How to calculate burn rate
Burn rate calculation is not quite as tough as Fermat's Last Theorem, but a robust understanding of both the core burn formula and its variation is critical for business success.
Gross burn calculation
Gross burn paints a picture of how efficient your company is, regardless of revenues streaming in:
Gross burn rate = cash/monthly operating expenses
Having understood this basic formula for gross burn, you then need to incorporate your monthly overhead costs to attain a picture of your net burn. You can do this with the following formula:
Net burn calculation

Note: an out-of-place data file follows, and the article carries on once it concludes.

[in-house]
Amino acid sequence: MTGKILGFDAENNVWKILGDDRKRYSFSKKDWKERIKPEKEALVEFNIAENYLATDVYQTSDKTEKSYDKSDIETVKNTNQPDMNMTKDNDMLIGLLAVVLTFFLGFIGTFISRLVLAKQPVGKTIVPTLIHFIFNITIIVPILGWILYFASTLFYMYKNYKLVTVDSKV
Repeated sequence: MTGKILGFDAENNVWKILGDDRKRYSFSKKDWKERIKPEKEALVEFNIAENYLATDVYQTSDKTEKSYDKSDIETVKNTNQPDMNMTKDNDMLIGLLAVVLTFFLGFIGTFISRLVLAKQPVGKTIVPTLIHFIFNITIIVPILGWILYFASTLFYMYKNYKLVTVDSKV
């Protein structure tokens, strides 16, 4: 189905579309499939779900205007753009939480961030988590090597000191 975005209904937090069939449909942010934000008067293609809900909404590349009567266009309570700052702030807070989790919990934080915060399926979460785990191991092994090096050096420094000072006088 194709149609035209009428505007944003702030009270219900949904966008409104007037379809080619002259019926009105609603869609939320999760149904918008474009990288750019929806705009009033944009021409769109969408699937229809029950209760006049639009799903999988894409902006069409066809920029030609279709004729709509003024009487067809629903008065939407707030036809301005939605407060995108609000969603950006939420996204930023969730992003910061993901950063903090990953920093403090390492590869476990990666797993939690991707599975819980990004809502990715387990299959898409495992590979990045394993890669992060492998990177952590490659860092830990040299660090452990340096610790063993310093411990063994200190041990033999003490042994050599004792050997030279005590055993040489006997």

Net burn shows the rate at which the company is losing money; if your revenues increase, your net burn rate will decrease.
Net burn rate = cash/monthly operating losses
Now that you can compute your burn rate, how do you know what rate is acceptable?
There's no one-size-fits-all answer to this question. All companies should maintain a burn rate that's sustainable relative to their revenues: if you're growing at a rate of knots and there's inbound interest in funding your company, then a slightly higher burn rate can be satisfactory. If growth is stalling, then you need to look at reducing burn.
You should expect a measure of fluctuation as you scale and as you deal with bumps in the road, but it should remain steady and in the shade of your revenue.